|Collection||Inverclyde Archives: Business and Organisational Records|
|Level of description||Fonds|
|Title||Greenock Chamber of Commerce, papers|
|Creator||Greenock Chamber of Commerce|
|Dates of Creation||1814-2000|
|Scope & Content||
Contains of Director's meetings minutes books, 1814-1881, 1881-1900, 1900-1928, 1928-1958; General meetings minute book, 1814-1880, 1881-1897, 1897-1972; Letter book, 1814-1864; Annual reports, 1970, 1971, 1990, 1992 and 2000; Visitors book, 1885-1932.
|Extent of Description||0.27m|
Greenock Chamber was originally incorporated in 1813 by Royal Charter on behalf of King George the Third, as The Chamber of Commerce and Manufactures of Greenock - to tend to the encouragement and promotion of trade and manufactures already extensively established and carried on there.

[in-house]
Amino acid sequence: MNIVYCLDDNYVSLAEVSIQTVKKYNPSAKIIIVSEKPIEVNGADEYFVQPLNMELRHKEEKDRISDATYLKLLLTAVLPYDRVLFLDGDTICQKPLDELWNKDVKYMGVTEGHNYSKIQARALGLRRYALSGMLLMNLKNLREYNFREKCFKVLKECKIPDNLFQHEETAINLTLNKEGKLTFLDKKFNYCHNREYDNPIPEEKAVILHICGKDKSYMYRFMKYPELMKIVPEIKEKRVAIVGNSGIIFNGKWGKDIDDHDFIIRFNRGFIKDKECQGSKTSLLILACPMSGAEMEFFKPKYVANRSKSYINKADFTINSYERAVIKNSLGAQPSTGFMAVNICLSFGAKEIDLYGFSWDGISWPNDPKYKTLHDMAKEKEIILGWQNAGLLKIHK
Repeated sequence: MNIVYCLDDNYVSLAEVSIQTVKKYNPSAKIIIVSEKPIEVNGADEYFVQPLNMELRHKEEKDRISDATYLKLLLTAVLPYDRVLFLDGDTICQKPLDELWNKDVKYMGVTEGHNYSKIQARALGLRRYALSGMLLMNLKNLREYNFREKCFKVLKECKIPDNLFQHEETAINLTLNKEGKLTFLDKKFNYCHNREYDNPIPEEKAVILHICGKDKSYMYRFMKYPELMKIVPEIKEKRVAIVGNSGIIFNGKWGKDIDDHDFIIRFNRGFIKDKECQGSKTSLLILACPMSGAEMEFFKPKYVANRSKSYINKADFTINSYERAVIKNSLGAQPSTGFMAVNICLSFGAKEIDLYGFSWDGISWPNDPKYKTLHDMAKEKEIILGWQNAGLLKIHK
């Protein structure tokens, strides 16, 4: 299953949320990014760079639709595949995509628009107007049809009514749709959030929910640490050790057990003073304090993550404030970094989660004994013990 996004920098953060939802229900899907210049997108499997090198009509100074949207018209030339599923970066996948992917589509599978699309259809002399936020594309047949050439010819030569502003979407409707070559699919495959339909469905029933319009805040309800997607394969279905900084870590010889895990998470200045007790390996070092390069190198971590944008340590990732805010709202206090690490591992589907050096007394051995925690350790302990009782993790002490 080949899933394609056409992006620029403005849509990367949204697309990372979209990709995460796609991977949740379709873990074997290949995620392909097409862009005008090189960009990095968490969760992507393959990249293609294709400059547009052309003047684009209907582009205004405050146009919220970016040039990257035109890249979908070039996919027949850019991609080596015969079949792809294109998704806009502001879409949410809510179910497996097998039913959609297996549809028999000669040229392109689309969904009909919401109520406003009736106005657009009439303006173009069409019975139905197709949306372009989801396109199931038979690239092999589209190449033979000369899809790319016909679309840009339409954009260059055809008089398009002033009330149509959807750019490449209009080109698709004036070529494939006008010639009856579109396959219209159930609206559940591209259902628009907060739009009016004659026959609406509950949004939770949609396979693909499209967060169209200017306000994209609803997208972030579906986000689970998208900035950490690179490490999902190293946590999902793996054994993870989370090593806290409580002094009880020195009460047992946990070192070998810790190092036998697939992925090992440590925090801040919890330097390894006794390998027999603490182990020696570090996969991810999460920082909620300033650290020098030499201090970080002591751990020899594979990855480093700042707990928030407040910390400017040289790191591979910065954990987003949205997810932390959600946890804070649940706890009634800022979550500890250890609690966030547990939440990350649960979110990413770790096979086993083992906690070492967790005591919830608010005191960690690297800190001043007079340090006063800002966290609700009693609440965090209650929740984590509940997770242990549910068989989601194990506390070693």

There have been 126 presidents since then including many prominent business people working in shipbuilding, engineering, sugar and other merchant activities, as well as council officials, legal officers and practitioners. These activities reflect the principal businesses of the Inverclyde region in the 19th and 20th centuries, predominantly sugar refining and shipbuilding. More recently, the presidency and board have been made up of a more diverse group of business people. The first Greenock Chamber Board of Directors was an all-male affair, consisting of bankers, merchants, legal officers and council officials.
The inaugural President was Alexander Dunlop who worked as a merchant and a banker - he was founder and partner of William Napier & Co, known as the Renfrewshire Banking Company. He was also Justice of the Peace, Advocate and Magistrate of Greenock in 1805. The first Board also included James Watt Jnr, son of the famous inventor and mechanical engineer whose improvements to the steam engine were fundamental to the changes brought by the Industrial Revolution. James Jnr went on to serve as the 10th President of the Chamber's Board.